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Re: solitude

>From my previous email:

> PS  It occurs to me to wonder how much our perception of Gould's
> emotional states are influenced (maybe subconsciously)  by the many
> photographic images we have of him ? So many portray him as alone, and
> he looks pretty mournful in some!

 and Matthew wrote:

> I disagree. Have you ever seen the earlier photos of him conducting
> away? He seems to me like the happiest person I've ever seen, in a
> blissful state if you will... you can almost see the force of life
> surging through his body and streaking forth out of his fingertips.

Yes, of course.  I agree that many photographs show Gould 's ecstasy.
Equally, many of the later ones (not at the piano, or in the studio) seem to
show him as a loner, with an air of sadness. But I would like to stress that
they only _seem_ to show him in this way .....for how can we tell? A
photograph freezes a single instant of time. The surroundings may be lonely
and bleak,  the sky grey, the place apparently devoid of other human beings.
The subject  who might have been laughing a moment ago, could be caught in a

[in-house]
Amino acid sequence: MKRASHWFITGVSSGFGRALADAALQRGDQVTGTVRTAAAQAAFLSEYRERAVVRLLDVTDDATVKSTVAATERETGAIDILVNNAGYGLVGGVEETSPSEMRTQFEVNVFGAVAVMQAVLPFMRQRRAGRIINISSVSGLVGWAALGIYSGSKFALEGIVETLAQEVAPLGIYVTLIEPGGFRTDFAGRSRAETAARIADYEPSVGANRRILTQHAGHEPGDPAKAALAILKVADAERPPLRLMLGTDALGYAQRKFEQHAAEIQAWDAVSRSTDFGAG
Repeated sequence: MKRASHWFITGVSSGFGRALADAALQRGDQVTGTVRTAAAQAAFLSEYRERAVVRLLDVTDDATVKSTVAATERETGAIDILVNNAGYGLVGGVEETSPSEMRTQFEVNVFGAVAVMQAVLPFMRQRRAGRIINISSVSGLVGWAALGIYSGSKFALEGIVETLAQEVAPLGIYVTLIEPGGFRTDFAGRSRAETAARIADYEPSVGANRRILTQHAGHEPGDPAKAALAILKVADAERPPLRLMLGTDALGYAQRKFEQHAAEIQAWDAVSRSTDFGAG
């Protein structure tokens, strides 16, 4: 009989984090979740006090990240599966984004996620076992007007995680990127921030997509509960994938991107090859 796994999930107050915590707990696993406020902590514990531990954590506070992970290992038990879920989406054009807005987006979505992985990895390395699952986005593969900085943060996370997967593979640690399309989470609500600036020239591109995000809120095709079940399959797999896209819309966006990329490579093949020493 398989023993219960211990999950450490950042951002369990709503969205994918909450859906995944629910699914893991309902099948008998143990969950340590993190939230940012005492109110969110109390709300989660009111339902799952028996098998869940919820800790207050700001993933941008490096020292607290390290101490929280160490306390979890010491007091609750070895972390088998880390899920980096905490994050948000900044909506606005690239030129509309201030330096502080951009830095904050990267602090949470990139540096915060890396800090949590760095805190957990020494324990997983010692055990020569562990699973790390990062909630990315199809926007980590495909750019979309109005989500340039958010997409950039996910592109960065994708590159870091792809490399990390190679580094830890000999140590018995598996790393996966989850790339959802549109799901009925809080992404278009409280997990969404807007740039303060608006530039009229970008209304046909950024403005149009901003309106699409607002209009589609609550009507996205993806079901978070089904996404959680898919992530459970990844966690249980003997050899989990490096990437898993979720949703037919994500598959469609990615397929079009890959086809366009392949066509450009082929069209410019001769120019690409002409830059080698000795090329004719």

moment of repose, or thoughtfulness. This could  all be deceptive.   And
Gould's face, in his later years, does ( to me anyway) have an
introspective, even slightly mournful, cast to it.....when he was not
smiling . Thats simply  the way his features were arranged, even if I
personally think he was a good-looking guy.!  The point I was making that
some of these images may make us  perceive  of him as a sad man, even if
this was untrue. I am well aware of his odd sense of humour thiough, and the
Manner in which  he often laughed during interviews. and bubbled with
enthusiasm.... These things belie the notion of the  unhappy loner.

 But a  photograph is after all, the work of on single photographer, who
will show his subject in the manner _he_  personally perceives him.
To try to understand Gould's feelings. listen to his music. The photographs
are fascinating, but the "mood" of them may come  as much from the man
behind the camera, as the guy in front!
> And it's a very big "but". Who are we to judge him by our life, our
> goals, our experiences?

Exactly. Thats the point I was trying to make in my previous post:  We might
think Gould's lifestyle was sad, because we might not relish living that
way. He might be astonished if he could read this ; because for him, it had
everything he needed for his personal happiness.